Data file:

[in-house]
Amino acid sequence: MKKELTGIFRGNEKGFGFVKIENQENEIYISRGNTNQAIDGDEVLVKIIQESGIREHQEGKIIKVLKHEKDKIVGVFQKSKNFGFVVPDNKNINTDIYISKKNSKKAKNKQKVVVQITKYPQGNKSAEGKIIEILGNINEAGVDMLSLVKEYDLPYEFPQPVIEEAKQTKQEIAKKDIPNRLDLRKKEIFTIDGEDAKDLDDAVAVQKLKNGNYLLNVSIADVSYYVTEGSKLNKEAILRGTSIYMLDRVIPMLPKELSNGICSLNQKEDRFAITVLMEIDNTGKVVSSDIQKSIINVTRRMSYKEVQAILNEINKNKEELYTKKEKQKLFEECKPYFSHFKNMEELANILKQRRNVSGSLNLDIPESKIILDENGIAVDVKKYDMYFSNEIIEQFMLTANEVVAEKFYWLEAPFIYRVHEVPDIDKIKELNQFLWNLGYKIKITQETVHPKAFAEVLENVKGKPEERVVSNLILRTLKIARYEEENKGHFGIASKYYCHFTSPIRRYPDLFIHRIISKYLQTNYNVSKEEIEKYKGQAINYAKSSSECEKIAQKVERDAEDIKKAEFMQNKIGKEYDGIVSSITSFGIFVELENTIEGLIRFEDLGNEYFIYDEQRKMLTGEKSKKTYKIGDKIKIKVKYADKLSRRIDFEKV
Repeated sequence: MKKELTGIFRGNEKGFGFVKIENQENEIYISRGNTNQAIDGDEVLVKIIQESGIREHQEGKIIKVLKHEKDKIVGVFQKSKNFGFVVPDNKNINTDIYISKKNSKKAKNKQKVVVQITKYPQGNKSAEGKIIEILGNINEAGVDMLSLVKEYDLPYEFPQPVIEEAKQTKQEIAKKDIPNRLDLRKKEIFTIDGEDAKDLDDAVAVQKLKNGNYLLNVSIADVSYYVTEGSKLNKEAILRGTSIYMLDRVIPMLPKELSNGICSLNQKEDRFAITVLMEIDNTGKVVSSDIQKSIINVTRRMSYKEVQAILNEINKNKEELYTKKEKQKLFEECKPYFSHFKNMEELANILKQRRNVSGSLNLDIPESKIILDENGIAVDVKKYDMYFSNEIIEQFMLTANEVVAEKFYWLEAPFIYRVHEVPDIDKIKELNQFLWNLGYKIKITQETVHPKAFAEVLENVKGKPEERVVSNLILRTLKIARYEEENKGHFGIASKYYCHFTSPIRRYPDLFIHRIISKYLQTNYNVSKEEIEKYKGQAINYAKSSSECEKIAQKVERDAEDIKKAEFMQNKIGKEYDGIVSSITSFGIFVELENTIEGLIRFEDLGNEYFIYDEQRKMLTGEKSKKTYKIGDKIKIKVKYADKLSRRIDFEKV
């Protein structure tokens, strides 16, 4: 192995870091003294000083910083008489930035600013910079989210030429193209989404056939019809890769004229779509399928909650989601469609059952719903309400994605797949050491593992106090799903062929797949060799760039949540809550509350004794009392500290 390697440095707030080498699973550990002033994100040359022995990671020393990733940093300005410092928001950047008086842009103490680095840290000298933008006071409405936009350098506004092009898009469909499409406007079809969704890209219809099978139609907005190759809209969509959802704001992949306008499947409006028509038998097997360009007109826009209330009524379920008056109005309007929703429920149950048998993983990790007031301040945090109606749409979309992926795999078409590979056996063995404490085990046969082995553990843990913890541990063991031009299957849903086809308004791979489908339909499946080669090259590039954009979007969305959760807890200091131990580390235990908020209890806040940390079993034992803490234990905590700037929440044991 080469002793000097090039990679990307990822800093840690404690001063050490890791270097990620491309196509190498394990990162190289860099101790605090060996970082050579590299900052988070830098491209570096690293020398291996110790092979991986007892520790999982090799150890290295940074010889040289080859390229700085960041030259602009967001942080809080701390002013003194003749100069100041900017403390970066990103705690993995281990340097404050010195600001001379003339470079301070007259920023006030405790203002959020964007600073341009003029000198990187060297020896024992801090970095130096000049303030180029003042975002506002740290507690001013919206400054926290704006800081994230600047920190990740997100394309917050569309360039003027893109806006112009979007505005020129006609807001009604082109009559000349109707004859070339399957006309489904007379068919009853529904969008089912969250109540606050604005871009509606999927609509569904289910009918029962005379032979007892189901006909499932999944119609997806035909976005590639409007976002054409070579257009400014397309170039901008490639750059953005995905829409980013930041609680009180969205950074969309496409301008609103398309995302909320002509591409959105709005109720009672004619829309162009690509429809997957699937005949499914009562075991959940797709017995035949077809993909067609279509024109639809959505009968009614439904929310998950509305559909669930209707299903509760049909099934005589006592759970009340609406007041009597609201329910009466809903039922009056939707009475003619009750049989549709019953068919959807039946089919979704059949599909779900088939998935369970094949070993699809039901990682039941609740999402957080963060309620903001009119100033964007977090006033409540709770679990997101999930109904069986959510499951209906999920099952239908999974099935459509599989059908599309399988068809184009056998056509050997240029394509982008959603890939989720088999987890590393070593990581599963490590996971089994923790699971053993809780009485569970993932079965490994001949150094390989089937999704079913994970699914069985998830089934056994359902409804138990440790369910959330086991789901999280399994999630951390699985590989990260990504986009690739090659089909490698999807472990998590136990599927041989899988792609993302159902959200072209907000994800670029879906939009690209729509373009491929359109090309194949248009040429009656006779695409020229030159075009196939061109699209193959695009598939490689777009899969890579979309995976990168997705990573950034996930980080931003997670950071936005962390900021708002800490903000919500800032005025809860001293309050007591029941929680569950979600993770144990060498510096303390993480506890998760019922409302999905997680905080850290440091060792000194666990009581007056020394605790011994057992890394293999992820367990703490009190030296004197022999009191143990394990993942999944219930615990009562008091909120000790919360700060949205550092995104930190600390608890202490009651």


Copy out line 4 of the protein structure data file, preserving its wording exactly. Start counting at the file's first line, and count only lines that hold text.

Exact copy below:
């Protein structure tokens, strides 16, 4: 192995870091003294000083910083008489930035600013910079989210030429193209989404056939019809890769004229779509399928909650989601469609059952719903309400994605797949050491593992106090799903062929797949060799760039949540809550509350004794009392500290 390697440095707030080498699973550990002033994100040359022995990671020393990733940093300005410092928001950047008086842009103490680095840290000298933008006071409405936009350098506004092009898009469909499409406007079809969704890209219809099978139609907005190759809209969509959802704001992949306008499947409006028509038998097997360009007109826009209330009524379920008056109005309007929703429920149950048998993983990790007031301040945090109606749409979309992926795999078409590979056996063995404490085990046969082995553990843990913890541990063991031009299957849903086809308004791979489908339909499946080669090259590039954009979007969305959760807890200091131990580390235990908020209890806040940390079993034992803490234990905590700037929440044991 080469002793000097090039990679990307990822800093840690404690001063050490890791270097990620491309196509190498394990990162190289860099101790605090060996970082050579590299900052988070830098491209570096690293020398291996110790092979991986007892520790999982090799150890290295940074010889040289080859390229700085960041030259602009967001942080809080701390002013003194003749100069100041900017403390970066990103705690993995281990340097404050010195600001001379003339470079301070007259920023006030405790203002959020964007600073341009003029000198990187060297020896024992801090970095130096000049303030180029003042975002506002740290507690001013919206400054926290704006800081994230600047920190990740997100394309917050569309360039003027893109806006112009979007505005020129006609807001009604082109009559000349109707004859070339399957006309489904007379068919009853529904969008089912969250109540606050604005871009509606999927609509569904289910009918029962005379032979007892189901006909499932999944119609997806035909976005590639409007976002054409070579257009400014397309170039901008490639750059953005995905829409980013930041609680009180969205950074969309496409301008609103398309995302909320002509591409959105709005109720009672004619829309162009690509429809997957699937005949499914009562075991959940797709017995035949077809993909067609279509024109639809959505009968009614439904929310998950509305559909669930209707299903509760049909099934005589006592759970009340609406007041009597609201329910009466809903039922009056939707009475003619009750049989549709019953068919959807039946089919979704059949599909779900088939998935369970094949070993699809039901990682039941609740999402957080963060309620903001009119100033964007977090006033409540709770679990997101999930109904069986959510499951209906999920099952239908999974099935459509599989059908599309399988068809184009056998056509050997240029394509982008959603890939989720088999987890590393070593990581599963490590996971089994923790699971053993809780009485569970993932079965490994001949150094390989089937999704079913994970699914069985998830089934056994359902409804138990440790369910959330086991789901999280399994999630951390699985590989990260990504986009690739090659089909490698999807472990998590136990599927041989899988792609993302159902959200072209907000994800670029879906939009690209729509373009491929359109090309194949248009040429009656006779695409020229030159075009196939061109699209193959695009598939490689777009899969890579979309995976990168997705990573950034996930980080931003997670950071936005962390900021708002800490903000919500800032005025809860001293309050007591029941929680569950979600993770144990060498510096303390993480506890998760019922409302999905997680905080850290440091060792000194666990009581007056020394605790011994057992890394293999992820367990703490009190030296004197022999009191143990394990993942999944219930615990009562008091909120000790919360700060949205550092995104930190600390608890202490009651």